The first time I visited Meriloft in Broken Age: Act 1, it was a wondrous experience. Why was this pretentious man dressed as a bird, and why was his rotund son dressed like a nest? How did this village stay afloat in the clouds? Was H'rmony Lightbeard as crooked as he appeared? Why didn't C'rol leave her good-for-nothing husband? There were mysteries to explore, puzzles to solve, and recognizably human--despite their surrealist absurdity--characters to acquaint myself with.
When you return to Meriloft in Broken Age: Act 2--under circumstances that I don't dare spoil for those who haven't completed Act 1 yet--you see this world through a fresh lens. And while the mystery of cloud shoes and Gus and F'ther are lessened, there's enough of a sense of the unknown and new twists to pull you through. Why are familiar faces from another part of the world here? What will they do when they realize who you are? There are new mysteries and new puzzles, and it's a joy again…at first. But you will return to Meriloft to solve puzzle after puzzle after puzzle, and like every area in Broken Age: Act 2, you start to find yourself a little tired of it.
The puzzles that can be completed in your character's self-contained story are almost all more involved than those in the first act.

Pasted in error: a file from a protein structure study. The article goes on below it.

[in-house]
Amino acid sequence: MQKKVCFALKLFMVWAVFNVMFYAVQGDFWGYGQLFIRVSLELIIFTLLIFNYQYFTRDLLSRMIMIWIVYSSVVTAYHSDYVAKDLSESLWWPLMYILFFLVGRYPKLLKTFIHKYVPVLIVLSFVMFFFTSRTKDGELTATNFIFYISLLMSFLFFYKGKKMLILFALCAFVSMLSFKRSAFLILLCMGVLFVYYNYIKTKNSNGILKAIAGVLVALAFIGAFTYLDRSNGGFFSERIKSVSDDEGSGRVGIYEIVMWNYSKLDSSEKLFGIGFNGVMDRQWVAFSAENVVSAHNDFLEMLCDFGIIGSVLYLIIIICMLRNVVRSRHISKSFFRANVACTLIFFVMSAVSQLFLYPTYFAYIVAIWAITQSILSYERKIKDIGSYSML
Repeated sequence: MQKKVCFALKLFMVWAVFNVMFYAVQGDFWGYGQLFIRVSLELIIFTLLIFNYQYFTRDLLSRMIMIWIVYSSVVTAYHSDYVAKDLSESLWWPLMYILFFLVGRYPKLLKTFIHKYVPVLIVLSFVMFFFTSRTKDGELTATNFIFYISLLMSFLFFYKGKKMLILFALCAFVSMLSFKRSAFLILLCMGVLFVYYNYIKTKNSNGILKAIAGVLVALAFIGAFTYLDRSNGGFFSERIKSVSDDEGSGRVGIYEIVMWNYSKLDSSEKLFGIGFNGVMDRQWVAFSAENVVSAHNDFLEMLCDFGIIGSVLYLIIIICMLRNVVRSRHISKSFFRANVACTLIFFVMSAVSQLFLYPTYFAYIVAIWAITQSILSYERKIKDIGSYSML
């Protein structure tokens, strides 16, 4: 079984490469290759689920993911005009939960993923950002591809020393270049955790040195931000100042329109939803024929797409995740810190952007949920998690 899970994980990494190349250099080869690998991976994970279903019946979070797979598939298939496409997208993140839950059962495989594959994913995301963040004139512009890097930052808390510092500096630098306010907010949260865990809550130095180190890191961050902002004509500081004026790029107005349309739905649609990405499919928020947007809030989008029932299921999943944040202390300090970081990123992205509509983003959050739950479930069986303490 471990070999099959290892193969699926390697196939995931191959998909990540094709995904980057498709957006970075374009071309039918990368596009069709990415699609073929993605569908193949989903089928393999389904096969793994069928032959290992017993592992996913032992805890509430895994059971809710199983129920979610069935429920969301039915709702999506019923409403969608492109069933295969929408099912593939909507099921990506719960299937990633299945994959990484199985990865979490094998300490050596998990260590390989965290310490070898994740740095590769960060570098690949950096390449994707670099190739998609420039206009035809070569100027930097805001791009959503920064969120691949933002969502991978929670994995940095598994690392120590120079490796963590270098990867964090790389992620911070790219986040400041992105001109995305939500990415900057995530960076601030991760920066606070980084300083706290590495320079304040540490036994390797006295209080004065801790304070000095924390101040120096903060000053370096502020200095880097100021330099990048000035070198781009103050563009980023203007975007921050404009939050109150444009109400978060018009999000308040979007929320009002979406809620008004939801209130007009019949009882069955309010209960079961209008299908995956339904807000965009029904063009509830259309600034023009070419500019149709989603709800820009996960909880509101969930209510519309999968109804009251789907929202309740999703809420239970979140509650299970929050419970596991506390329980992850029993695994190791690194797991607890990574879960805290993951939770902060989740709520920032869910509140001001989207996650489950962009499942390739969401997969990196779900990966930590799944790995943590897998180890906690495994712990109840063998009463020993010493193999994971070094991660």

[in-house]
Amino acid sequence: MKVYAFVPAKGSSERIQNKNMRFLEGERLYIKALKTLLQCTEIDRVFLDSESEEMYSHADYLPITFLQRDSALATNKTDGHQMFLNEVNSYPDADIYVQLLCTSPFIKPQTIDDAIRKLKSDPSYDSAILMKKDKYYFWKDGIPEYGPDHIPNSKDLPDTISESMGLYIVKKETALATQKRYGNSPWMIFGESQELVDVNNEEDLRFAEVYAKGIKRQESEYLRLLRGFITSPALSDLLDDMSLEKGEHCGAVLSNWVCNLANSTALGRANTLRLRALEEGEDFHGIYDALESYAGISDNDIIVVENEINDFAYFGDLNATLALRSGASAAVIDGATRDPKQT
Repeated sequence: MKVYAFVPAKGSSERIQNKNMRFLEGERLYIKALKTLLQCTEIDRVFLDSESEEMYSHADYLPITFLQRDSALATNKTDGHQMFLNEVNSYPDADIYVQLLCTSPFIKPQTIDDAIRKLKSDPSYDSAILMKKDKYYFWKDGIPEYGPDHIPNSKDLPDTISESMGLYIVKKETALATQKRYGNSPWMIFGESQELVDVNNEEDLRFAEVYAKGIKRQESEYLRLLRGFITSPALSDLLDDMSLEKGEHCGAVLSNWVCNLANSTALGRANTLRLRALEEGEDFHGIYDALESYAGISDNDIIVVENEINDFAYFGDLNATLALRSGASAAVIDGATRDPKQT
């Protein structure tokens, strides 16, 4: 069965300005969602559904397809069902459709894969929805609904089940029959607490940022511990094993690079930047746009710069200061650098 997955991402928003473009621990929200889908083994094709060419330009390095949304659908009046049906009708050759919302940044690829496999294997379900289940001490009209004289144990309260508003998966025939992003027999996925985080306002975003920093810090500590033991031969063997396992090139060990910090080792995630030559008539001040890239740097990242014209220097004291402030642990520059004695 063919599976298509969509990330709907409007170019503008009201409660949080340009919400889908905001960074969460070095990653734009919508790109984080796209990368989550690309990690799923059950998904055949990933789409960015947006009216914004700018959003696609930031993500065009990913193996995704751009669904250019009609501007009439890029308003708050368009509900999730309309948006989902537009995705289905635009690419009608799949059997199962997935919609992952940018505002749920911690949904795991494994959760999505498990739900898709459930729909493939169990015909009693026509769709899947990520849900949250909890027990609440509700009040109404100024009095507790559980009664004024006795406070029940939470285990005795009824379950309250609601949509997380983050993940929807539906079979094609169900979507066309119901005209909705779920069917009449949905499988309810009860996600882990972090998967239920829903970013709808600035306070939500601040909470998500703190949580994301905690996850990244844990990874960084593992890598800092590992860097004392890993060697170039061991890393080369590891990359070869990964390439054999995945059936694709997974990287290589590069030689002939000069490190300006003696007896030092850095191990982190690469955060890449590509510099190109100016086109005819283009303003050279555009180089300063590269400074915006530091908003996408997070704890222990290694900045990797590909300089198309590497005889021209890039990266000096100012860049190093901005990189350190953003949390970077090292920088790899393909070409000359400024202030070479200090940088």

Broken Age: Act 2 is a classic example of being careful what you wish for. When Act 1 was released early last year, the primary complaints against the game were its short length and overly simple puzzles. Act 2 is a clear response to those complaints on Double Fine's part. The game clocks in at over twice the length of Act 1, while the puzzles are often brain benders in the best Monkey Island/Grim Fandango tradition. But in the transition, Broken Age also succumbs to some of the worst obfuscation and backtracking found in classic point-and-click games.
It's impossible to discuss Broken Age: Act 2's plot in any depth without spoiling the end of Act 1 because Act 2 picks off seconds after the events in Act 1. Let me simply say that the plights of Vella Tartine--the girl who raged against her role as a village sacrifice--and Shay Volta--the boy who rebelled against the endless comfort and routine of his sheltered spaceship existence--find themselves smashed together. If Act 1 felt like two separate stories fused together only at the last second, Act 2 intertwines the lives and destinies of our heroes into one gorgeously realized world.